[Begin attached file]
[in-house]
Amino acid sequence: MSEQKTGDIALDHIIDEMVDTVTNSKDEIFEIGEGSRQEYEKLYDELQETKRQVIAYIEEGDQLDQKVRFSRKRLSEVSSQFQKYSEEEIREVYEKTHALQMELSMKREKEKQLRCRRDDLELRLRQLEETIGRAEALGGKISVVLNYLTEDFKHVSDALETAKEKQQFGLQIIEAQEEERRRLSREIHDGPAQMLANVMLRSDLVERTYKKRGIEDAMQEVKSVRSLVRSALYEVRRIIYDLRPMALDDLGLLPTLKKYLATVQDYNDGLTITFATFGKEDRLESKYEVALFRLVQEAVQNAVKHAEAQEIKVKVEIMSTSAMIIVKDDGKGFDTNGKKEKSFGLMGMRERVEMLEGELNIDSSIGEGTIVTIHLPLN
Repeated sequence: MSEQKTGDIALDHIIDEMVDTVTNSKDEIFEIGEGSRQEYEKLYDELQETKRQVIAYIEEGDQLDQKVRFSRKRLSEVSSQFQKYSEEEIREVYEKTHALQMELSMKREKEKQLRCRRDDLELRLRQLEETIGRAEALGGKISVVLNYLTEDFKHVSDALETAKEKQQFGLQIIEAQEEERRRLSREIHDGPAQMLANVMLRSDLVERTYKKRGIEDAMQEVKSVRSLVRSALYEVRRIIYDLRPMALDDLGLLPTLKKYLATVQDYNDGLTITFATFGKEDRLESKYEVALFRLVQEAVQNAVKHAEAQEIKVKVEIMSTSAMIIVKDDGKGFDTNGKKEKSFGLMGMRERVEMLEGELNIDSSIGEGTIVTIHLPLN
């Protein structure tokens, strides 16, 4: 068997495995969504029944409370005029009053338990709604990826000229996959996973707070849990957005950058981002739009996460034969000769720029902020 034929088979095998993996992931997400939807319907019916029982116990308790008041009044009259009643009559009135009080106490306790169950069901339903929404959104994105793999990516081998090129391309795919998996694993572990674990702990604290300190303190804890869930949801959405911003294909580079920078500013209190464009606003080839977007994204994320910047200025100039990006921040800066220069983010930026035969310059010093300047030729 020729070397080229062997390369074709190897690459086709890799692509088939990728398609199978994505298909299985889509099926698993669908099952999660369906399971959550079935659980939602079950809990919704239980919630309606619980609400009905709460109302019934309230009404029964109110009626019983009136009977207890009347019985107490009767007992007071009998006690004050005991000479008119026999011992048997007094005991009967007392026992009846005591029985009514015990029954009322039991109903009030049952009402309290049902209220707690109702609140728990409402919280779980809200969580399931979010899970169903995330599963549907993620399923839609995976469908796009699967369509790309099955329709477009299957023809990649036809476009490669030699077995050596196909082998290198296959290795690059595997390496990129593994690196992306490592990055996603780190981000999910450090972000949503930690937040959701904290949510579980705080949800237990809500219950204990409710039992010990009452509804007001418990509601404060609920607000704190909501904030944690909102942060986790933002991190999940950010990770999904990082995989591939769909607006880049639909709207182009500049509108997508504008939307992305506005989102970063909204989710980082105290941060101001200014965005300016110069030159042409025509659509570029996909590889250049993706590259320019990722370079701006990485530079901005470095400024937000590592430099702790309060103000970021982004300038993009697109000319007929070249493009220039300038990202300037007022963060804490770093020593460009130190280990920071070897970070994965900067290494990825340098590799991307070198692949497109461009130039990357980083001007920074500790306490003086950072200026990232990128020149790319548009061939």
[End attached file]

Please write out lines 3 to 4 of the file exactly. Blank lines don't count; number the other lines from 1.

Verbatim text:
Repeated sequence: MSEQKTGDIALDHIIDEMVDTVTNSKDEIFEIGEGSRQEYEKLYDELQETKRQVIAYIEEGDQLDQKVRFSRKRLSEVSSQFQKYSEEEIREVYEKTHALQMELSMKREKEKQLRCRRDDLELRLRQLEETIGRAEALGGKISVVLNYLTEDFKHVSDALETAKEKQQFGLQIIEAQEEERRRLSREIHDGPAQMLANVMLRSDLVERTYKKRGIEDAMQEVKSVRSLVRSALYEVRRIIYDLRPMALDDLGLLPTLKKYLATVQDYNDGLTITFATFGKEDRLESKYEVALFRLVQEAVQNAVKHAEAQEIKVKVEIMSTSAMIIVKDDGKGFDTNGKKEKSFGLMGMRERVEMLEGELNIDSSIGEGTIVTIHLPLN
């Protein structure tokens, strides 16, 4: 068997495995969504029944409370005029009053338990709604990826000229996959996973707070849990957005950058981002739009996460034969000769720029902020 034929088979095998993996992931997400939807319907019916029982116990308790008041009044009259009643009559009135009080106490306790169950069901339903929404959104994105793999990516081998090129391309795919998996694993572990674990702990604290300190303190804890869930949801959405911003294909580079920078500013209190464009606003080839977007994204994320910047200025100039990006921040800066220069983010930026035969310059010093300047030729 020729070397080229062997390369074709190897690459086709890799692509088939990728398609199978994505298909299985889509099926698993669908099952999660369906399971959550079935659980939602079950809990919704239980919630309606619980609400009905709460109302019934309230009404029964109110009626019983009136009977207890009347019985107490009767007992007071009998006690004050005991000479008119026999011992048997007094005991009967007392026992009846005591029985009514015990029954009322039991109903009030049952009402309290049902209220707690109702609140728990409402919280779980809200969580399931979010899970169903995330599963549907993620399923839609995976469908796009699967369509790309099955329709477009299957023809990649036809476009490669030699077995050596196909082998290198296959290795690059595997390496990129593994690196992306490592990055996603780190981000999910450090972000949503930690937040959701904290949510579980705080949800237990809500219950204990409710039992010990009452509804007001418990509601404060609920607000704190909501904030944690909102942060986790933002991190999940950010990770999904990082995989591939769909607006880049639909709207182009500049509108997508504008939307992305506005989102970063909204989710980082105290941060101001200014965005300016110069030159042409025509659509570029996909590889250049993706590259320019990722370079701006990485530079901005470095400024937000590592430099702790309060103000970021982004300038993009697109000319007929070249493009220039300038990202300037007022963060804490770093020593460009130190280990920071070897970070994965900067290494990825340098590799991307070198692949497109461009130039990357980083001007920074500790306490003086950072200026990232990128020149790319548009061939």